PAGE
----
Since 1 January, free movement of people, goods and services has officially ended between the EU and the UK. After months of uncertainty and negotiations, the EU and the UK finally came to agreement on a last-minute trade deal just a week before the end of the transition period. As for the movement of people, freedom of movement ended on 1 January and the new immigration rules, applicable to all non-British citizens (except people with Irish citizenship) have come into full effect. Here are 7 things which changed overnight, and which affect how people live, work and travel in the EU and the UK:
1. The new UK immigration system
On 1 January 2021, the all new, all different, points-based immigration system came into force. All foreign nationals (except Irish nationals) wanting to move to the UK will have to apply and pay for a visa under this system. The government has stated that the new system aims to attract people who will contribute to the UK economy. The basics of the new system include a minimum income threshold (requiring a minimum salary of £25,600 for skilled workers and £20,480 for those with job offers in a shortage occupation or in possession of a PhD relevant to the job), a preference for skilled over unskilled workers (“skilled” meaning people with a certain level of education or training), and an increased cost of visa applications. All applicants also have to pay a health surcharge of £624 per person per year, unless they are healthcare workers.
For a summary of how the points-based system works, check out our blogpost on the topic.
2. UK citizens traveling to the EU
UK nationals can still travel to countries within the Schengen area (which comprises most EU countries as well as Switzerland, Liechtenstein and Norway) without a visa, but no longer for unlimited periods of time, and with additional requirements.
Regarding time limits, UK citizens can spend up to 90 days out of any 180-day period in the Schengen area. In order to be able to cross the border, they will have to have at least six months before their passport expires, and have travel insurance with health coverage. Obviously, UK citizens will no longer be able to use the EU priority lanes at airports or other border crossings.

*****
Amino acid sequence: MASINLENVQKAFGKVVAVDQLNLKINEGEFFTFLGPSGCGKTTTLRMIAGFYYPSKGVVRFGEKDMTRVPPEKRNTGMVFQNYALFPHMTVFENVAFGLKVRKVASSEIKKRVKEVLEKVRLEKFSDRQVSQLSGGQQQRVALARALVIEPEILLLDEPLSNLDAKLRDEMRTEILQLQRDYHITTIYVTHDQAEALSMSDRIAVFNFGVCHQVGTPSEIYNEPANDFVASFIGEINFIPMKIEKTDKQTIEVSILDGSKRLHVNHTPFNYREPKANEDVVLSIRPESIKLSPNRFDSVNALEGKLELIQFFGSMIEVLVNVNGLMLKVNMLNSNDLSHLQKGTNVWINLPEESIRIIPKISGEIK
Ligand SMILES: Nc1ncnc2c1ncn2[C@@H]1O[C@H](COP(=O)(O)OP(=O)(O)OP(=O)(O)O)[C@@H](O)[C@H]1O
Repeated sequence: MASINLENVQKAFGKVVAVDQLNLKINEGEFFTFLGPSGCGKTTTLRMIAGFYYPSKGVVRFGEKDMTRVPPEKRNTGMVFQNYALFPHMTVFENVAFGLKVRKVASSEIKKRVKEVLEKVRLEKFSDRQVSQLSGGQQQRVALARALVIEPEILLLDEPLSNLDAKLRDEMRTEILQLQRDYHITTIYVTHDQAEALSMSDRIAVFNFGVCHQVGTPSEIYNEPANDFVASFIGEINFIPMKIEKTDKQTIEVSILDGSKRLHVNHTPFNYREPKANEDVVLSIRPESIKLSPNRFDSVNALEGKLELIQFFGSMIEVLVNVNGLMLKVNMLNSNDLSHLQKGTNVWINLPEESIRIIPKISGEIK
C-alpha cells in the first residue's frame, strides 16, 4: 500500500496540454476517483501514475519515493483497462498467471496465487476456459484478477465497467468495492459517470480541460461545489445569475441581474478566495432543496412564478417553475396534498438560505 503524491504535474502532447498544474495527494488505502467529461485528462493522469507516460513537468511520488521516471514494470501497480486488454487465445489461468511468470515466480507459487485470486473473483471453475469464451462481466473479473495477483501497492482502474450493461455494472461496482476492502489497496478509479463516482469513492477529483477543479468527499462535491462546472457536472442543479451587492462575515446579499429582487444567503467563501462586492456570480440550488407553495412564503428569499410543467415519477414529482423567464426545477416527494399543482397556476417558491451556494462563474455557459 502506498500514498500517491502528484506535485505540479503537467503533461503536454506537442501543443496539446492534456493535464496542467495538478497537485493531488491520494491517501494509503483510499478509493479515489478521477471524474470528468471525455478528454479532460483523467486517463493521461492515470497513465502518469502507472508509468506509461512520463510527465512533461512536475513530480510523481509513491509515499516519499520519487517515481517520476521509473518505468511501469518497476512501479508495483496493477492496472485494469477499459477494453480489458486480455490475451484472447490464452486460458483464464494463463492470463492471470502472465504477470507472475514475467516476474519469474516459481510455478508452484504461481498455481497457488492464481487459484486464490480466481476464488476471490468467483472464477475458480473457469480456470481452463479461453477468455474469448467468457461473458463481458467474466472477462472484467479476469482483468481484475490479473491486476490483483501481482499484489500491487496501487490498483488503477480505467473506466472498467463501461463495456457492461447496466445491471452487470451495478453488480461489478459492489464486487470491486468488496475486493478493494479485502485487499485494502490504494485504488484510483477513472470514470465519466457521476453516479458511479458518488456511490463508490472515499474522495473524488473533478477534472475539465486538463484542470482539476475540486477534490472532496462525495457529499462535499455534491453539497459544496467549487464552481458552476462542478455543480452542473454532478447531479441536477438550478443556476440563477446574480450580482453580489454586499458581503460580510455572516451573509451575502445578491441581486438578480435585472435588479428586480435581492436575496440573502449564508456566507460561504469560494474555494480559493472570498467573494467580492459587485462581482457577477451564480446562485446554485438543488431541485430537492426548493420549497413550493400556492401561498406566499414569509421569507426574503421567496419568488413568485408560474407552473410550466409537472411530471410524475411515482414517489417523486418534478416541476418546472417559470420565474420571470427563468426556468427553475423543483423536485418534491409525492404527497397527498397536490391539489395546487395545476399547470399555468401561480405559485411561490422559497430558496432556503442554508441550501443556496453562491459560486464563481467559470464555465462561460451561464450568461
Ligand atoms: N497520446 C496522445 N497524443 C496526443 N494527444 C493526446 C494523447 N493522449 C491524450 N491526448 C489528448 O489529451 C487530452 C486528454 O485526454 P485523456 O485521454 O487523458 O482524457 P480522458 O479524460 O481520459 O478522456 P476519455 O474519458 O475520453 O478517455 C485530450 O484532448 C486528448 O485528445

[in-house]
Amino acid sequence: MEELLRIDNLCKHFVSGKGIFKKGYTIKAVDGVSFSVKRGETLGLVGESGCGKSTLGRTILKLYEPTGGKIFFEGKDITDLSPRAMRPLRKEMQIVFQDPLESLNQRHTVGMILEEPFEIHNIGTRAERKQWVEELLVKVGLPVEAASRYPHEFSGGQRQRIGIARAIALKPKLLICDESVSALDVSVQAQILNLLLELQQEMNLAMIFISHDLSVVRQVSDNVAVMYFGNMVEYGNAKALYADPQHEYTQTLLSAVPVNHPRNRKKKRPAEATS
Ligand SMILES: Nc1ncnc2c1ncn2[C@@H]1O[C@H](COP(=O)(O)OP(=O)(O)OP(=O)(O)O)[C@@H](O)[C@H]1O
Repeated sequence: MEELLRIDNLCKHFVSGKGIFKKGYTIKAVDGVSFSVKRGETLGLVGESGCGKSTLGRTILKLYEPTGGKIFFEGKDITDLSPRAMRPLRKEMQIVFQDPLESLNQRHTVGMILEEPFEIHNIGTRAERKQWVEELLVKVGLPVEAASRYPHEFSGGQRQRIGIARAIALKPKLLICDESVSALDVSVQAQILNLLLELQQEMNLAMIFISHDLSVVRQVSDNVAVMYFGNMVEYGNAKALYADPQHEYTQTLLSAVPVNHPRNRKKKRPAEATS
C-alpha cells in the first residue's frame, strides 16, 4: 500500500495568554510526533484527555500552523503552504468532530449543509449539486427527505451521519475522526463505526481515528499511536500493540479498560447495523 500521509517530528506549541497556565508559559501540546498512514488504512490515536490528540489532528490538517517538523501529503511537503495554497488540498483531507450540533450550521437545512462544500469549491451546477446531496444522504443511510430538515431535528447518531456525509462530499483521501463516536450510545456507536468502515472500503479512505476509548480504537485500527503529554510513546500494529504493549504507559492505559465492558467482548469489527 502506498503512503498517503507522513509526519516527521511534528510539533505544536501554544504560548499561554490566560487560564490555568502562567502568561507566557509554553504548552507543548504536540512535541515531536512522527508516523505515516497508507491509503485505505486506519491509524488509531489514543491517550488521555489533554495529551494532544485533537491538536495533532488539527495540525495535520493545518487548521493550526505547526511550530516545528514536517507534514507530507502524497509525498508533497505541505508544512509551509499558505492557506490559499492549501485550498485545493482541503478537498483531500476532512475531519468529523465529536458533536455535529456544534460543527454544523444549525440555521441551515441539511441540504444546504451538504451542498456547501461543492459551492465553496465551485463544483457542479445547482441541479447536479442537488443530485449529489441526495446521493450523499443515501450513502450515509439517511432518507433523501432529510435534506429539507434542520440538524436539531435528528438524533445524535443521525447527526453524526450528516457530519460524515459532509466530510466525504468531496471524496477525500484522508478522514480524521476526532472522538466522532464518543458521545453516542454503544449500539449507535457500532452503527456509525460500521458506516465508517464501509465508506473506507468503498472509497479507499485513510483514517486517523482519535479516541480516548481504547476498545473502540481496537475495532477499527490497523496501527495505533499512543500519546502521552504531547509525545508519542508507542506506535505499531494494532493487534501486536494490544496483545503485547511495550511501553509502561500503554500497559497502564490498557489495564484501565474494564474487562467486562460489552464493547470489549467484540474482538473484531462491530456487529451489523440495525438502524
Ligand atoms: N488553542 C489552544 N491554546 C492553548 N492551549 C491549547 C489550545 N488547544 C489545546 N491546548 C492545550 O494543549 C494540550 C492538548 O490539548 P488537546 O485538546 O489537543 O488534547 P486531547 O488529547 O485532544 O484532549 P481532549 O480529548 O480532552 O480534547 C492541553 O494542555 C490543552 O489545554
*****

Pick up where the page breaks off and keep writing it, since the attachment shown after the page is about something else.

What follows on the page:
EU agreements which previously ensured things like no roaming or COVID-19 related arrangements such as travel corridors/exemptions during the pandemic will stop applying. This is a significant change; travellers from the UK are not able to visit the EU at the moment except for specific essential reasons.
3. UK citizens living in the EU
The rights of UK citizens who lived lawfully in the EU before 31 December 2020 were already protected to a certain extent under the Withdrawal Agreement. However, to enjoy those protections, UK citizens living in EU countries should check their country of residence’s specific rules and processes to ensure they can retain those rights. They may need to register or apply for residency, or apply for new documents evidencing their right to stay, or adhere to certain other requirements such as having a job, for example.
4. UK citizens moving to the EU
UK citizens looking to move to the EU now, after 1 January 2021, will no longer have an automatic right to live, work and study or retire there. They will need to apply for a visa if they are traveling for any other reason than tourism, and especially if it is on a more permanent basis. The rules and eligibility for visas will vary country by country.
The one significant exception is for UK citizens planning to move to Ireland. Thanks to the Common Travel Area, special rules apply to the Irish border.
5. EU citizens living in the UK
The rights of EU citizens living lawfully in the UK were already protected under the Withdrawal Agreement. Until 30 June 2021, EU citizens living lawfully in the UK will retain all their rights automatically. If they want to retain their rights further, they will need to apply to the EU Settlement Scheme by that deadline of 30 June 2021, or else they will be unlawful residents and potentially liable for deportation.
Again, because of the Common Travel Area, rights of Irish citizens will not be affected.
If you need any help or advice with your EU Settlement Scheme application, check out our blog posts on the topic, as well as our seminars, and resources.
6. EU citizens moving to the UK
EU citizens moving to the UK after 1 January 2021 no longer have the automatic right to live, work and study here. They instead have to apply under one of the routes available under the points-based system. For more information on the points-based system, check out our resources and summaries.
7. The exception of Northern Ireland
The recent trade agreement includes a section on Northern Ireland, where the EU and the UK have agreed to keep an invisible border (without checkpoints) between the Republic of Ireland (which remains an EU Member State) and Northern Ireland (which is no longer in the EU). There will also be no tariffs (extra charges on goods) for most trade between Great Britain and Northern Ireland. In exchange for this soft border, Northern Ireland will have to continue complying with many of the EU’s rules such as product standards and safety.
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